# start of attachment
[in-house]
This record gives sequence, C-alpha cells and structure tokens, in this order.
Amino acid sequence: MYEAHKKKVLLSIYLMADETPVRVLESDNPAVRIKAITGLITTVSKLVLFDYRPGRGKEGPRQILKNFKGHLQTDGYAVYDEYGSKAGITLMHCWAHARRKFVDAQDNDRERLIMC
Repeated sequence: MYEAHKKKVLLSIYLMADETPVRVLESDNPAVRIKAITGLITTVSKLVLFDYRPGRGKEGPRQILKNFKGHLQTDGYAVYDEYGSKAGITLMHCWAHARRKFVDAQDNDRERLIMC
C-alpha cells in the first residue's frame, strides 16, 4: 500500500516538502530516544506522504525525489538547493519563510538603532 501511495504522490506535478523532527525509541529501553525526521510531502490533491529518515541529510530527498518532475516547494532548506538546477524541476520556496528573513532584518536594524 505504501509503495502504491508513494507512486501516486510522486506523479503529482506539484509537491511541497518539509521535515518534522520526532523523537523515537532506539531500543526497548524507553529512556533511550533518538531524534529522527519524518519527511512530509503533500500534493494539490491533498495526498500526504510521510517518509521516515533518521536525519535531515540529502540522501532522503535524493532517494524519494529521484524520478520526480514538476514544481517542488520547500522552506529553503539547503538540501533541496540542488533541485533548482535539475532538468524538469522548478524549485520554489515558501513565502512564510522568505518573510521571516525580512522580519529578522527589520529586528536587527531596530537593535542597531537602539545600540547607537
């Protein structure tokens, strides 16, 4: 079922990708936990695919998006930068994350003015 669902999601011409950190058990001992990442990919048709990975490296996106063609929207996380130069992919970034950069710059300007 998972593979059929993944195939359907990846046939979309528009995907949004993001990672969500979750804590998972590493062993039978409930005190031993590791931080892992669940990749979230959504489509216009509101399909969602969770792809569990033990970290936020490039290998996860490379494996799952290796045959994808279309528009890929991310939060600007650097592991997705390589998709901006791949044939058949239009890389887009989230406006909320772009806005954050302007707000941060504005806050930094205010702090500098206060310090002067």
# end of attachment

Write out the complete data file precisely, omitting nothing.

[in-house]
This record gives sequence, C-alpha cells and structure tokens, in this order.
Amino acid sequence: MYEAHKKKVLLSIYLMADETPVRVLESDNPAVRIKAITGLITTVSKLVLFDYRPGRGKEGPRQILKNFKGHLQTDGYAVYDEYGSKAGITLMHCWAHARRKFVDAQDNDRERLIMC
Repeated sequence: MYEAHKKKVLLSIYLMADETPVRVLESDNPAVRIKAITGLITTVSKLVLFDYRPGRGKEGPRQILKNFKGHLQTDGYAVYDEYGSKAGITLMHCWAHARRKFVDAQDNDRERLIMC
C-alpha cells in the first residue's frame, strides 16, 4: 500500500516538502530516544506522504525525489538547493519563510538603532 501511495504522490506535478523532527525509541529501553525526521510531502490533491529518515541529510530527498518532475516547494532548506538546477524541476520556496528573513532584518536594524 505504501509503495502504491508513494507512486501516486510522486506523479503529482506539484509537491511541497518539509521535515518534522520526532523523537523515537532506539531500543526497548524507553529512556533511550533518538531524534529522527519524518519527511512530509503533500500534493494539490491533498495526498500526504510521510517518509521516515533518521536525519535531515540529502540522501532522503535524493532517494524519494529521484524520478520526480514538476514544481517542488520547500522552506529553503539547503538540501533541496540542488533541485533548482535539475532538468524538469522548478524549485520554489515558501513565502512564510522568505518573510521571516525580512522580519529578522527589520529586528536587527531596530537593535542597531537602539545600540547607537
């Protein structure tokens, strides 16, 4: 079922990708936990695919998006930068994350003015 669902999601011409950190058990001992990442990919048709990975490296996106063609929207996380130069992919970034950069710059300007 998972593979059929993944195939359907990846046939979309528009995907949004993001990672969500979750804590998972590493062993039978409930005190031993590791931080892992669940990749979230959504489509216009509101399909969602969770792809569990033990970290936020490039290998996860490379494996799952290796045959994808279309528009890929991310939060600007650097592991997705390589998709901006791949044939058949239009890389887009989230406006909320772009806005954050302007707000941060504005806050930094205010702090500098206060310090002067």